2nd Jun 2023

MEPs adopt new digital 'rule book', amid surveillance doubts

  • The two bills were approved with the support of the majority of MEPs — with EU internal market commissioner Thierry Breton dubbing the 'landslide' vote as 'historic' (Photo: mw238)
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The European Parliament on Tuesday (5 July) gave the final green light to two flagship policies aimed at enacting consumer rights and transparency of online platforms — following a compromise reached with the European Council earlier this year.

"No other jurisdiction in the world has taken the courage and the action to go for a combination of laws about fairness in markets, online services and products, and responsibility of online platforms," German MEP Andreas Schwab, lead lawmaker on this file, told a press conference after the vote.

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The Digital Services Act (DSA) will regulate illegal content online, setting out transparency and consumer-protections obligations for online players. While the Digital Markets Act (DMA) prohibits anti-competitive behaviours by internet providers acting as "gatekeepers".

The two bills were approved with the support of the majority of MEPs — with EU internal market commissioner Thierry Breton dubbing the "landslide" vote as "historic".

The DSA was adopted with 539 votes in favour, 54 votes against and 30 abstentions, while the DMA was adopted with 588 in favour, 11 votes against and 31 abstentions.

When the two legislative proposals were announced back in 2020, the European Commission said new rules would help to bring an end to decades of online 'Wild West' in which tech giants like Facebook, Google and Twitter created their own rules.

Danish socialist MEP Christel Schaldemose, who has also been leading the parliament's work on this file, said new rules will open up a black box of algorithms and allow authorities to monitor "the money-making machines behind these social platforms."

But experts, digital advocates, and human rights defenders remain cautious over the outcome of the year-long negotiations.

"The approved text fails to ensure complete regulation over some of the most harmful practices online," said the Brussels-based European Digital Rights (EDRi) group.

Echoing the same message, some MEPs said that rules will fail to address tech companies' abusive surveillance and profiling practices.

"We tried to make the Digital Services Act a game-changer and overcome the surveillance capitalist business model of pervasive tracking online but failed," said Green MEP Patrick Breyer from the German Pirate Party.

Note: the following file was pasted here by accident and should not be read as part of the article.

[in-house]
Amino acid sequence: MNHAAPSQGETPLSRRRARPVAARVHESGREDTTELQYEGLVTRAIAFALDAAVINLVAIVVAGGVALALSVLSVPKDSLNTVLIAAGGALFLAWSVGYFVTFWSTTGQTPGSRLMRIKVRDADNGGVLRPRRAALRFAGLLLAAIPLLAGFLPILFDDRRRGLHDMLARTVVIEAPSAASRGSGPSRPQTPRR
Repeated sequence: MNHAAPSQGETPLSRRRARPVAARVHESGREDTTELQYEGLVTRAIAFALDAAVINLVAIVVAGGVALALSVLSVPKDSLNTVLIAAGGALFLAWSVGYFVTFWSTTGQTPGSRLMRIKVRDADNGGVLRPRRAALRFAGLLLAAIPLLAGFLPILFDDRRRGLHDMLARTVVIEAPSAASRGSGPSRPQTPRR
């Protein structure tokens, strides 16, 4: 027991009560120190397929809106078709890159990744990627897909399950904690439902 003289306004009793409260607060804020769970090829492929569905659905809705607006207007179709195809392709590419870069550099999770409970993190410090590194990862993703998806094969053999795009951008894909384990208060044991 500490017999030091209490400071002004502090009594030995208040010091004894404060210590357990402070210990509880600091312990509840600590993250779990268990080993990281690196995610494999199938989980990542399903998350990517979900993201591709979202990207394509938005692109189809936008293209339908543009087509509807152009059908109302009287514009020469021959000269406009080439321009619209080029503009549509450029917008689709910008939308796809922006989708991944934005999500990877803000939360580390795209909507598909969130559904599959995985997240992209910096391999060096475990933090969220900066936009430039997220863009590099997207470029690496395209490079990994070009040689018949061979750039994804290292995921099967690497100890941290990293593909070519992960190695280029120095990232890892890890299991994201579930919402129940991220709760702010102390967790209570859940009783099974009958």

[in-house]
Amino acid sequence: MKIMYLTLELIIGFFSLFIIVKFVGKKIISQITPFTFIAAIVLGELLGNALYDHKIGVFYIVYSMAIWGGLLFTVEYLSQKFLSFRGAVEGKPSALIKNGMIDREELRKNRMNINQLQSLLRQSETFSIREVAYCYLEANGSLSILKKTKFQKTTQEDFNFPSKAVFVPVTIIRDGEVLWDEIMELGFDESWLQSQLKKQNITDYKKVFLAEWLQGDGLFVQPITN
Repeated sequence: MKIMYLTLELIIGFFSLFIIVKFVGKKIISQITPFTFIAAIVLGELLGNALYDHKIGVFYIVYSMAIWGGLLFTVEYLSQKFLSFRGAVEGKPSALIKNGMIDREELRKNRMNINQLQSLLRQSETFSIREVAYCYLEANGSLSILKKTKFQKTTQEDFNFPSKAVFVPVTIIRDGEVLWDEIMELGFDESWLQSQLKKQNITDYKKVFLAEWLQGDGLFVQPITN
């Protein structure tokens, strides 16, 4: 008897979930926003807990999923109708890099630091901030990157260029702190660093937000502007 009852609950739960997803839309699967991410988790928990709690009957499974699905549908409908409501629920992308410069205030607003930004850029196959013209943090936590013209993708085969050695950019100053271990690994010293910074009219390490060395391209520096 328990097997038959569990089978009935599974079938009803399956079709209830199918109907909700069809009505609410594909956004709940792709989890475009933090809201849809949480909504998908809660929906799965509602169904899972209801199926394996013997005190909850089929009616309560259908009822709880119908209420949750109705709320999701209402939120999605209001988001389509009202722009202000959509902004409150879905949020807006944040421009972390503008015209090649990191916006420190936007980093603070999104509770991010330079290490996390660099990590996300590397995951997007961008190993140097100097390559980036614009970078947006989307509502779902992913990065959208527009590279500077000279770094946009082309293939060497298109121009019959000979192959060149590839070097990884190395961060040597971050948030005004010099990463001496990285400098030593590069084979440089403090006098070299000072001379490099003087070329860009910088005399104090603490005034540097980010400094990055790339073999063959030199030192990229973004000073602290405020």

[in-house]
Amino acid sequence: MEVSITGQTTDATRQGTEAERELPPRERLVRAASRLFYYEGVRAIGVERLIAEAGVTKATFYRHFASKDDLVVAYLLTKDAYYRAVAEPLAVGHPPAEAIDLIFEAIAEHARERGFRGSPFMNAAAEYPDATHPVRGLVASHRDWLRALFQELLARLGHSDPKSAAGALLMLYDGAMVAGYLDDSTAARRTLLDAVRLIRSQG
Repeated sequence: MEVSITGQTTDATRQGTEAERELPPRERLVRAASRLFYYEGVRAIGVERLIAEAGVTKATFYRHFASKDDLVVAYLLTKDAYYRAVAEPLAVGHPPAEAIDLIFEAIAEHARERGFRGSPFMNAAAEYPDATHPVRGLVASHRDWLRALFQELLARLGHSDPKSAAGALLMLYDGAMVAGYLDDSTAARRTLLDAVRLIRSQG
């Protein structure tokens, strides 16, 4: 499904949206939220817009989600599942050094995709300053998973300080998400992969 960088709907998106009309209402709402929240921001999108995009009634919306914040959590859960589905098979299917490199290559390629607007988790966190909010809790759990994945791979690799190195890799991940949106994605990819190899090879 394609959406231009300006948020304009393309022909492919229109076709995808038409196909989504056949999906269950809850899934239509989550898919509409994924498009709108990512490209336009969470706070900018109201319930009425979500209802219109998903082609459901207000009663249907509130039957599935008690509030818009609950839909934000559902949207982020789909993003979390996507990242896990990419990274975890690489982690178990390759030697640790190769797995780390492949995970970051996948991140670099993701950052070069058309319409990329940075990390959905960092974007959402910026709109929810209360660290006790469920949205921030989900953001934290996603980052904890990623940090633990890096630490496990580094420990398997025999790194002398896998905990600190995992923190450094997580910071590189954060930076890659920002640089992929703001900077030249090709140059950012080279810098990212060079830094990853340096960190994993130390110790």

The rules, he said, fail to provide an alternative to "toxic platform algorithms" and protect legal content from being blocked by error-prone upload filters.

The DSA and the DMA have faced intense corporate lobbying in key aspects of the legislation such as 'surveillance advertising' — the key business model of big online players.

Once formally adopted also by EU member states, the DSA will enter into force in 2024. Under the DMA, big tech giants will have up to six months to comply with the new obligations, after they have been designated by the commission as so-called gatekeepers.


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MEPs to crackdown on digital 'Wild West'

MEPs will vote on new rules setting out transparency obligations for online players and holding Big Tech giants accountable. But some issues proved to be divisive after EU lawmakers tabled over a hundred amendments on the file.

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EU lawmakers have agreed not to ban tracking-based advertising, after a lobby campaign. But experts have warned MEPs these techniques pose a risk for users' privacy rights and the EU's digital sovereignty.

New doubts raised on tracking ads ahead of key vote

Investors and small businesses are not, in fact, as keen on tracking-based online adverts as Big Tech's lobbying efforts have claimed, new research revealed on Monday, ahead of this week's plenary vote on stricter rules for online platforms.

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European states and international organisations have developed technologies to detect migration patterns and predict the number of people from third countries seeking asylum in the EU. But doubts have been raised about the effectiveness and desirability of using predictive technologies.


EU lobbying clean-up — what happened to that?

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